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Page last updated at 13:37 GMT, Thursday, 9 December 2010
Diamond planet found by Keele University astronomers
WASP-12b is the first planet found where the oxygen/carbon ratio is reversed

A team of UK and US astronomers, including members of Keele University's astrophysics group, have found a new planet which could be rich in diamonds.

Planet WASP-12b is the size of Jupiter and among the hottest planets known.

It is a carbon-rich planet, orbiting a star 1,200 light years away from Earth.

Keele astronomers Professor Coel Hellier, Dr Pierre Maxted and David Anderson are co-authors of the study, published in Nature - one of the world's leading science journals.

The planet was originally found last year by the Wide Angle Search for Planets (WASP) project, the UK's leading team of planet discoverers.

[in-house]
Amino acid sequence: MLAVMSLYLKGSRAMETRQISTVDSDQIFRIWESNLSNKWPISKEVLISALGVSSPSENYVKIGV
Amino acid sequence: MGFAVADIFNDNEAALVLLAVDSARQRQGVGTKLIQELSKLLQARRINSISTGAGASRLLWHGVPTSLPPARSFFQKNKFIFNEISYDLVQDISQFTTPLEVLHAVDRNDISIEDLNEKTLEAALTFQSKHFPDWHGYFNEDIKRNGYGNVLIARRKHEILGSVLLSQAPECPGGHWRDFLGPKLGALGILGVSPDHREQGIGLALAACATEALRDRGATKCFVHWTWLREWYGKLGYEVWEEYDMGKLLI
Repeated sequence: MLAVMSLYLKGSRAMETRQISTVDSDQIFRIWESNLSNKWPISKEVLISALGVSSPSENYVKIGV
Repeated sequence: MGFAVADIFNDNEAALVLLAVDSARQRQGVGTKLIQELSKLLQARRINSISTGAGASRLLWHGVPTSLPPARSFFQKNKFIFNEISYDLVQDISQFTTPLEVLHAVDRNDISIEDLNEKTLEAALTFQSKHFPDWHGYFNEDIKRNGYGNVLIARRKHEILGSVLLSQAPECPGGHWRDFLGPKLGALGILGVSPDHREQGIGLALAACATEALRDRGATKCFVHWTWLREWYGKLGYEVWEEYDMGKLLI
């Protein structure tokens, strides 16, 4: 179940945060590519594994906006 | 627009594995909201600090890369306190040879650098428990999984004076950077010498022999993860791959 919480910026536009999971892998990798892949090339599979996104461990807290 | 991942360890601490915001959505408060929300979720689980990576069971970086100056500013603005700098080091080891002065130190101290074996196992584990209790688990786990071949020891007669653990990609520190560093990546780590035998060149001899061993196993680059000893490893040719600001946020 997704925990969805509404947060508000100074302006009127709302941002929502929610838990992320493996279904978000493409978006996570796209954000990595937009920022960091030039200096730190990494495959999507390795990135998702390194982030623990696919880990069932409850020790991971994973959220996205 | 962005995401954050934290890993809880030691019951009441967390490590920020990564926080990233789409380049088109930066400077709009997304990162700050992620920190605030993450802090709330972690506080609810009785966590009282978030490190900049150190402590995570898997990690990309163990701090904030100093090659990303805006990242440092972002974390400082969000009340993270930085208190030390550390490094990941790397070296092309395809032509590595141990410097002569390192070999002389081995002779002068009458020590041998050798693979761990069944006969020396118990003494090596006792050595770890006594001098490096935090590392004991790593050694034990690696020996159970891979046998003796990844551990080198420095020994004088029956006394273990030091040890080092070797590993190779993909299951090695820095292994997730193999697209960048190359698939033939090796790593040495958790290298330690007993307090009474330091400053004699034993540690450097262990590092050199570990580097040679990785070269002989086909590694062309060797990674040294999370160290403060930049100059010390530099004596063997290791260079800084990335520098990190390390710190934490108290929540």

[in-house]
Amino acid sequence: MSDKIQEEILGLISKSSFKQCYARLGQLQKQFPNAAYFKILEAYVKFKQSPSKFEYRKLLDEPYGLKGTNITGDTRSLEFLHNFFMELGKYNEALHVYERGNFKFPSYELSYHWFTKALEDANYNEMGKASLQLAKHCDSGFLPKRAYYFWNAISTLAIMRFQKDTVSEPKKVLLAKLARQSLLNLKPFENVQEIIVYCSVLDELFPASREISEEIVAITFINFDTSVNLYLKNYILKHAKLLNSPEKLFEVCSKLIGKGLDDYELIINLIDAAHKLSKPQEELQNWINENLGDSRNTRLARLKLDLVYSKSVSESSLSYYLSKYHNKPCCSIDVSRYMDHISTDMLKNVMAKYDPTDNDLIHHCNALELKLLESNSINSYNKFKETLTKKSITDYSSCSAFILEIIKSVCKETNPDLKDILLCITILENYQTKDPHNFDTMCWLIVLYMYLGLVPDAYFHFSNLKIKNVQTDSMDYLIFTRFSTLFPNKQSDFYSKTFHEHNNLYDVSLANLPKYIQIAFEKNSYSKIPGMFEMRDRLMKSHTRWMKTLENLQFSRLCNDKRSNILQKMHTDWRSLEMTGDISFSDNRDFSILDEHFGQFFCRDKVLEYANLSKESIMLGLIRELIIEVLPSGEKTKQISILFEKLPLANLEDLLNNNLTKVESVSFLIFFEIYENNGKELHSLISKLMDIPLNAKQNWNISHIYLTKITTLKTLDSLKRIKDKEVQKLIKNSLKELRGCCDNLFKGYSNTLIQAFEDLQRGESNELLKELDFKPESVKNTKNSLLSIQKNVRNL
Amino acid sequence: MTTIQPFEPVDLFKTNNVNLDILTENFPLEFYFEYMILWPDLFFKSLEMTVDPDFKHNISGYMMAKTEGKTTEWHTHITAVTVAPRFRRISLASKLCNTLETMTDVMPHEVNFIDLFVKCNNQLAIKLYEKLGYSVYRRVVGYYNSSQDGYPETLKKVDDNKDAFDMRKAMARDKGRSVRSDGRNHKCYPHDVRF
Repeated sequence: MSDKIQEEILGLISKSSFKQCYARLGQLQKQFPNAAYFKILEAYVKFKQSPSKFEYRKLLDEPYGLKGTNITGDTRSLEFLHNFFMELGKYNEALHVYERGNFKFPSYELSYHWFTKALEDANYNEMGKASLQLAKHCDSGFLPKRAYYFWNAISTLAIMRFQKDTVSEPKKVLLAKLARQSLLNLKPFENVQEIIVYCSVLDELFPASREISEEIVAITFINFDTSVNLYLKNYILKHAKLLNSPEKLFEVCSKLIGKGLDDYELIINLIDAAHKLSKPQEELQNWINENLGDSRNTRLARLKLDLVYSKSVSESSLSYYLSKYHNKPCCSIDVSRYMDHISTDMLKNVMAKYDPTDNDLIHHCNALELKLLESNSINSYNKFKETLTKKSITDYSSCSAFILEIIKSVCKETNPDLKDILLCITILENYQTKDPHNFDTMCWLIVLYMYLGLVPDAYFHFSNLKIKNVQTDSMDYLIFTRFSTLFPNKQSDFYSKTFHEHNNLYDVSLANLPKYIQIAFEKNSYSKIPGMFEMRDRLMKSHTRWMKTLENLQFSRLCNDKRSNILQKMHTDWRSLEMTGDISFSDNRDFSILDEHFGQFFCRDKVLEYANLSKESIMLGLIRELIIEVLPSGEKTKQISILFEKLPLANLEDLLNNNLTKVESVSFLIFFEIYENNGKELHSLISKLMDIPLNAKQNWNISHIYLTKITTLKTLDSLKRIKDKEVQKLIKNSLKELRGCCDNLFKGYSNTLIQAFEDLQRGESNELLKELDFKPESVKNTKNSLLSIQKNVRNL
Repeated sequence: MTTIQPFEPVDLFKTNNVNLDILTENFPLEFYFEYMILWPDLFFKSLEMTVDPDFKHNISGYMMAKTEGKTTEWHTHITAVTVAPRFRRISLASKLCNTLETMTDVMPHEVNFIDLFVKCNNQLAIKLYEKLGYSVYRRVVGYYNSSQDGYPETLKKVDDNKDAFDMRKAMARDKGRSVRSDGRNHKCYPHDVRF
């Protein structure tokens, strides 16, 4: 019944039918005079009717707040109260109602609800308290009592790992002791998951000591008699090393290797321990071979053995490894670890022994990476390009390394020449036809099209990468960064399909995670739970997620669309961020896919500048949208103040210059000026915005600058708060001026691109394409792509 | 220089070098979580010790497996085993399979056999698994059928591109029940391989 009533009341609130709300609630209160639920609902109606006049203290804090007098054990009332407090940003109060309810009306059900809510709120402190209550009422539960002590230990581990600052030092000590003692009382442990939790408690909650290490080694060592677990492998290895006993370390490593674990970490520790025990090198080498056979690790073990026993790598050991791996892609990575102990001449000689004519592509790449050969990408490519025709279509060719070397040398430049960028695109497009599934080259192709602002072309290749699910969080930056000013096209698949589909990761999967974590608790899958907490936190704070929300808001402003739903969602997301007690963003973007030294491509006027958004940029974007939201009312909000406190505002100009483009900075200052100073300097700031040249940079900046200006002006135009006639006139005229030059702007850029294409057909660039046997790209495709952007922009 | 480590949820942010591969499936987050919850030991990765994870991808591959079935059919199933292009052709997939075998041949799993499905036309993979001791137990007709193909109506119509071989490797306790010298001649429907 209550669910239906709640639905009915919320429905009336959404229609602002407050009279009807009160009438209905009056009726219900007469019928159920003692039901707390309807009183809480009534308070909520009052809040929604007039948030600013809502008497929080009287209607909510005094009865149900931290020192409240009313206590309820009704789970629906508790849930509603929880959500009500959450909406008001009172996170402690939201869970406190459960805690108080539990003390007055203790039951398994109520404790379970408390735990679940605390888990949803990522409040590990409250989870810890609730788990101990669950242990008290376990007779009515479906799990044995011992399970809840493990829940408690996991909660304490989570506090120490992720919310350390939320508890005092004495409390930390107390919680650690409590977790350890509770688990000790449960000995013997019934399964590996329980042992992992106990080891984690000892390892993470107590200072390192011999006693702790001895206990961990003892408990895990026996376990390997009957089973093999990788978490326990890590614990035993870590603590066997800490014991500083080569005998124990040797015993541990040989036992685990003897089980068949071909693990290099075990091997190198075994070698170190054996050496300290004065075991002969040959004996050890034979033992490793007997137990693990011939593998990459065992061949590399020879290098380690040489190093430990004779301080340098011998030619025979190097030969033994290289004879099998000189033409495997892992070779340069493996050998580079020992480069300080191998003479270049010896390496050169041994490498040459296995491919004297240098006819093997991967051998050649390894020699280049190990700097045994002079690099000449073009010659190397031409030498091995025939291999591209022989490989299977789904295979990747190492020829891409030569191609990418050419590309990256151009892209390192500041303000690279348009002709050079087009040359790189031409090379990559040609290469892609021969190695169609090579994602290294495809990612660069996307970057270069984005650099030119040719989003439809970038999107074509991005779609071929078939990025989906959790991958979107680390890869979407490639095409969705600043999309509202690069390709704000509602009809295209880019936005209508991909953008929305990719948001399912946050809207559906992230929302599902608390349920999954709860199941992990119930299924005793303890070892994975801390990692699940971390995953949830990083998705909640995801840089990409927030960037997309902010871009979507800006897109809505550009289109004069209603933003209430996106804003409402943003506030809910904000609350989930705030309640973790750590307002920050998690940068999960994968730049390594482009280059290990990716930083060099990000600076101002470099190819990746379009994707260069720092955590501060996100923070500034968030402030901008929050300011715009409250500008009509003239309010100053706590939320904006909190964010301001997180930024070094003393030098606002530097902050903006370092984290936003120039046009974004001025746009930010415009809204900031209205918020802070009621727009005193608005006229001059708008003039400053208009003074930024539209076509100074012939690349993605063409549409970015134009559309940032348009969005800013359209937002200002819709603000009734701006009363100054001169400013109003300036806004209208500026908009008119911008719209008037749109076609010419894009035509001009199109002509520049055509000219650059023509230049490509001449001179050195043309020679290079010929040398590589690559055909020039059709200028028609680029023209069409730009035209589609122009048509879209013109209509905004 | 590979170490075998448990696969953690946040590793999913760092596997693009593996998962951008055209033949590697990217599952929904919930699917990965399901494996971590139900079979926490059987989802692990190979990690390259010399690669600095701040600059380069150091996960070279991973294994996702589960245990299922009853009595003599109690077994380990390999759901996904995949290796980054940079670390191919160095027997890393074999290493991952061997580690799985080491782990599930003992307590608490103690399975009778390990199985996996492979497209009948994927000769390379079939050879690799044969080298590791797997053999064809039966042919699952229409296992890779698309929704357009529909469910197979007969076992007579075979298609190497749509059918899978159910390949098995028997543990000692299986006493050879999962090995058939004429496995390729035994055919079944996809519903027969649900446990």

NASA Telescope

Since then it has been observed by NASA's Spitzer Space Telescope.

"Because WASP-12b is so close to its star and so hot," explains Prof Coel Hellier, "the Spitzer Space Telescope can detect the heat of the planet, and studying this radiation tells us which molecules are in its atmosphere."

"Predicting that there would be diamonds is an extrapolation, but we think that there could well be diamonds in a solar system made of the sort of material that this planet is made of," added Prof Hellier.


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